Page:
Fuoco Cronier Construction and Renovations in the Ottawa Citizen
By Valerie Ward – Ottawa Citizen
Jo-Anne Stead and Paul Fecser had always agreed that someday they would need an addition to their Alta Vista home. Now, with two growing children, they knew the time had come to build an expanded, eat-in kitchen and a new family room. They spent more than a year in careful research, planning and design: working through their ideas for the size and function of the space, having architects develop concept and working drawings, hiring an interior designer to help them navigate style and colour choices, and then interviewing and selecting a general contractor.
The couple applied for a building permit in April 2004. Work began at the end of May and was completed about four months later, with final inspection in late October.
Mr. Fecser and Ms. Stead love the addition, which gives them an extra 400 square feet of window-filled living area so they can finally enjoy their southern exposure. “It’s one thing to see the space on paper,” Paul Fecser says. “It’s something else to live in it and enjoy it.” Although they feel the process might have taken less time if they had renovated before, they believe the detailed planning paid off. “You minimize surprises by planning,” Mr. Fecser notes.
Experts agree. No matter what type of renovation you’re considering, learn all you can about it, develop a clear idea of what you want, what you want to spend, and where you’re prepared to compromise.
First, ensure that you have a safe, viable space to renovate. Make any necessary repairs, and if you’re finishing the basement, deal with moisture and ventilation problems. If you’re building an addition, check your property survey to see what area is available for construction.
Next, decide the purpose of your space and how it could evolve with your needs. Taking the long view is especially important for basements, which offer open spaces with the potential for zones of use, says Norm Lecuyer of Just Basements. “My basement started out as mine, then it became my kids’ basement — first as a play area, now as a space for computers and air hockey. Eventually it will become a space for my wife and me again. Plan for this kind of evolution.”
Once your ideas have gelled, draw up a detailed plan or have a professional do it for you. This helps ensure that you and the contractor you hire understand the project the same way. It also allows you to obtain more reliable price quotes. “If you don’t have detailed plans or specs, you wind up telling different things to different people,” says contractor Marco Disipio of Chimere Canada. “That’s not a good basis for comparing costs.”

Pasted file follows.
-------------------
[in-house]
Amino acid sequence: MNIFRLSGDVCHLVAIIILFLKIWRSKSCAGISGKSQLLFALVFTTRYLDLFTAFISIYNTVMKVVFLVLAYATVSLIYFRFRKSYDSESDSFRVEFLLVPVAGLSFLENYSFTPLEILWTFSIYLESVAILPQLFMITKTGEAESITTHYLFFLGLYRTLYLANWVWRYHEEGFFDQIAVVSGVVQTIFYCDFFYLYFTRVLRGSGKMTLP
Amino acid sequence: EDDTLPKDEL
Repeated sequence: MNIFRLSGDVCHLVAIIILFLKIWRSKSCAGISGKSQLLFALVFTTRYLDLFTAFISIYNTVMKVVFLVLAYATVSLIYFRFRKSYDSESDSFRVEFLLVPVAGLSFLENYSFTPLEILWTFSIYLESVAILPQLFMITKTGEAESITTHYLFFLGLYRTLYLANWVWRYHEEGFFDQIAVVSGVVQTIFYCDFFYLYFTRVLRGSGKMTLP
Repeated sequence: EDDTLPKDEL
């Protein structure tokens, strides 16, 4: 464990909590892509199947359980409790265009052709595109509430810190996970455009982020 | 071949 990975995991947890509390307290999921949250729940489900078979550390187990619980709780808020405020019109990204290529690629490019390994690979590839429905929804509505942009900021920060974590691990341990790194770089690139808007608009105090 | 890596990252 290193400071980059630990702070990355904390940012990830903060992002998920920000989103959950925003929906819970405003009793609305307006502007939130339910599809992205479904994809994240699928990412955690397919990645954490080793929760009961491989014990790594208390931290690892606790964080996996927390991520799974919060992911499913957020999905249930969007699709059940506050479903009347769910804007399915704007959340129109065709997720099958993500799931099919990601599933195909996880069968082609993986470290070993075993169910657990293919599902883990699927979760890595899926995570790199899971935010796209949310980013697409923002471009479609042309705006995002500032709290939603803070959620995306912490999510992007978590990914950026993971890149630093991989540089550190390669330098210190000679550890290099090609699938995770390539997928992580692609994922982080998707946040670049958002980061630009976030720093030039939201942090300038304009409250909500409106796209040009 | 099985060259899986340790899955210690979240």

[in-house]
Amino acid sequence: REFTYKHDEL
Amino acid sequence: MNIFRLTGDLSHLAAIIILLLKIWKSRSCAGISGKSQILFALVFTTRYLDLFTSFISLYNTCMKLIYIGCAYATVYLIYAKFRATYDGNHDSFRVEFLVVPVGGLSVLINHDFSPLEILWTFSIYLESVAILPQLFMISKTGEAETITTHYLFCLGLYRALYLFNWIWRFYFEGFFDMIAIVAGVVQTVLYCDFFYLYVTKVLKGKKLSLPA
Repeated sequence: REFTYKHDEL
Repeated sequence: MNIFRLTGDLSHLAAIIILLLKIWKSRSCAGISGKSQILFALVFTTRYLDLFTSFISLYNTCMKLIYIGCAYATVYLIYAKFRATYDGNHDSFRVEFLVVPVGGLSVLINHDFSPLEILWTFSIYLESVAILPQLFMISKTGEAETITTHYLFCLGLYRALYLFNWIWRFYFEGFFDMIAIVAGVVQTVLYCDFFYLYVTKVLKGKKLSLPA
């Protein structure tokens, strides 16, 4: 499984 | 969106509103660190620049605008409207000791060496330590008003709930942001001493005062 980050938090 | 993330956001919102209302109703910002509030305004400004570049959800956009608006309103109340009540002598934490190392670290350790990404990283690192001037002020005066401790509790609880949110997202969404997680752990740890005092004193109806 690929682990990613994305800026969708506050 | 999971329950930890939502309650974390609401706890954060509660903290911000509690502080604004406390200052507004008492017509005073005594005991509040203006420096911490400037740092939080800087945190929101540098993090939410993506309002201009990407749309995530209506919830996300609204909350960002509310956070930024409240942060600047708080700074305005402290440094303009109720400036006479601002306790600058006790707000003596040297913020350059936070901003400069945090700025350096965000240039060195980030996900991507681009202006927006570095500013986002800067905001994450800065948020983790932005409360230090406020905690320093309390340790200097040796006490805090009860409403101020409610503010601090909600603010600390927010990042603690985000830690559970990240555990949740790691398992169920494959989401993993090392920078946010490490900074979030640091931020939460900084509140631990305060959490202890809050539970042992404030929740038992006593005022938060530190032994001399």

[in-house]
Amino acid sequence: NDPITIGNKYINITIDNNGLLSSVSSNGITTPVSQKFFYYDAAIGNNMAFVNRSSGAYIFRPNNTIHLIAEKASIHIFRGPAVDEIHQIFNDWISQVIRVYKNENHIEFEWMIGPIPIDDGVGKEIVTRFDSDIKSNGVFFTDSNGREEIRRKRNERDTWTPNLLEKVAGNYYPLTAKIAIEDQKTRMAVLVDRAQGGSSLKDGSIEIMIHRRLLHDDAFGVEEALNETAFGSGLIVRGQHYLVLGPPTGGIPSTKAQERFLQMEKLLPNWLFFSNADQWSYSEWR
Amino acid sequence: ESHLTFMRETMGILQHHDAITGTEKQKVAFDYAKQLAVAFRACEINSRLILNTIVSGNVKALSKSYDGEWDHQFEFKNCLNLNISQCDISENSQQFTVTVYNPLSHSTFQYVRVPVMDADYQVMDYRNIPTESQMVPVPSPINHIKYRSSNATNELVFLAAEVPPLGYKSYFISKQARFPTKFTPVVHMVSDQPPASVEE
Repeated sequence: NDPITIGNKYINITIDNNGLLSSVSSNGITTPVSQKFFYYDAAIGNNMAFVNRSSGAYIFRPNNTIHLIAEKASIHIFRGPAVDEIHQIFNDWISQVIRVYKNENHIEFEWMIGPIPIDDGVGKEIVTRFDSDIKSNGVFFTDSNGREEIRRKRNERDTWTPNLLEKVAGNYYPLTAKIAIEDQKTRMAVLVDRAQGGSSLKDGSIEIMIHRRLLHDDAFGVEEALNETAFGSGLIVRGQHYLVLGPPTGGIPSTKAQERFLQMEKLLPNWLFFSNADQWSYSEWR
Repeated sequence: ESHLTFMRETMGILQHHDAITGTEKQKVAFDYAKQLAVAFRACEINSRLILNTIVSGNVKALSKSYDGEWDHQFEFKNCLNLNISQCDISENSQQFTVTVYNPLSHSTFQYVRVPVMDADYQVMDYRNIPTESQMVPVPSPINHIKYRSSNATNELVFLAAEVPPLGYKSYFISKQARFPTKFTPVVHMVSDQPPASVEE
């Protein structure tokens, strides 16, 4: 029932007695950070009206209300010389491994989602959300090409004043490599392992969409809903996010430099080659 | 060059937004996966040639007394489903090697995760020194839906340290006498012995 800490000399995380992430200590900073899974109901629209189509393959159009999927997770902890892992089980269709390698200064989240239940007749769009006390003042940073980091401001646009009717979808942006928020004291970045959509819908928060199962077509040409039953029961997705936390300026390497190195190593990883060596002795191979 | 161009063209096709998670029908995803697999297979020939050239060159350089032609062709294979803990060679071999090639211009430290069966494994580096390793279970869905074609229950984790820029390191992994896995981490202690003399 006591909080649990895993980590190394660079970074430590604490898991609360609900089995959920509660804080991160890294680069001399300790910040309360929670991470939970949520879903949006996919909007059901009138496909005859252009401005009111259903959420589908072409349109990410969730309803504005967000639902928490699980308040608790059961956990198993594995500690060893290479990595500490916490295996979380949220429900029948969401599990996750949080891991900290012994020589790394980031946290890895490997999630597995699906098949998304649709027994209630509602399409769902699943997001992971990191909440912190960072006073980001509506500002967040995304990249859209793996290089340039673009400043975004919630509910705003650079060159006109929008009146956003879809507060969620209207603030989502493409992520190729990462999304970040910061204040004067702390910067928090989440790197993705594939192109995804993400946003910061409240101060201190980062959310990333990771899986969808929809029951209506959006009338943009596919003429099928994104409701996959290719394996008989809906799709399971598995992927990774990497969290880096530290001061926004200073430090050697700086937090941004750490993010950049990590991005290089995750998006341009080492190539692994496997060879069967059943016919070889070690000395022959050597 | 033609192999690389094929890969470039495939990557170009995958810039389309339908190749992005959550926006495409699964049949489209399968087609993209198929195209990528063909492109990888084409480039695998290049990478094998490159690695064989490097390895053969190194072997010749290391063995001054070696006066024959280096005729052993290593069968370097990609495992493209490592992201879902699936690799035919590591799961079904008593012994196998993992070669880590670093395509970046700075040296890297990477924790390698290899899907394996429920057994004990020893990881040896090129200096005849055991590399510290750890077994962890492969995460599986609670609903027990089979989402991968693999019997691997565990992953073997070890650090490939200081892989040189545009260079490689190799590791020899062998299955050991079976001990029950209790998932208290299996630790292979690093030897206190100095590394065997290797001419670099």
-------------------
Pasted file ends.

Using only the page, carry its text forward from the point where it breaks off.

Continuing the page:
Make sure you hire a reputable, professional contractor. Find out how much experience the person has with the type of project you’re planning and check references and insurance coverage. Above all, pick someone you can work with. “Chemistry is important,” says Robert Cronier of Fuoco-Cronier Construction and Renovation, who built the addition to the Fecser-Stead home. “To avoid problems, you have to be able to communicate with your contractor.”
Next, prepare a detailed contract that spells out everything, including time penalties, payment schedules, responsibilities, and how you’ll handle change orders. Because there will be changes, no matter how much you plan. The renovation may uncover a plumbing or electrical problem, materials may be delayed, or you may change your mind about finishes. “Go with the flow,” advises Norm Lecuyer. “It’s important for managing stress levels.”
Because changes are inevitable, accept the fact that your project will take longer than you think and involve costs you didn’t foresee. For example, Paul Fecser and Jo-Anne Stead’s job exceeded the original budget by 20% because of repairs that had to be made to their existing roof and a decision to upgrade to a granite counter for the kitchen island.
Your planning should also include a strategy for coping with the disruption to your daily life. Ms. Stead and Mr. Fecser timed their renovation for the summer so they could cook on the barbeque when they were without a working kitchen and take holidays when the work was most intrusive.
“We’re glad it’s over,” Ms. Stead says. “It’s trying sometimes to have people in your house. But we’re happy with the results.”
“The best advice I could give about renovating is to know what you want,” Mr. Fecser adds. “Research everything so you can make good decisions. And find a contractor you can communicate with. There are always decisions to be made and always surprises, so you need to talk or meet often.”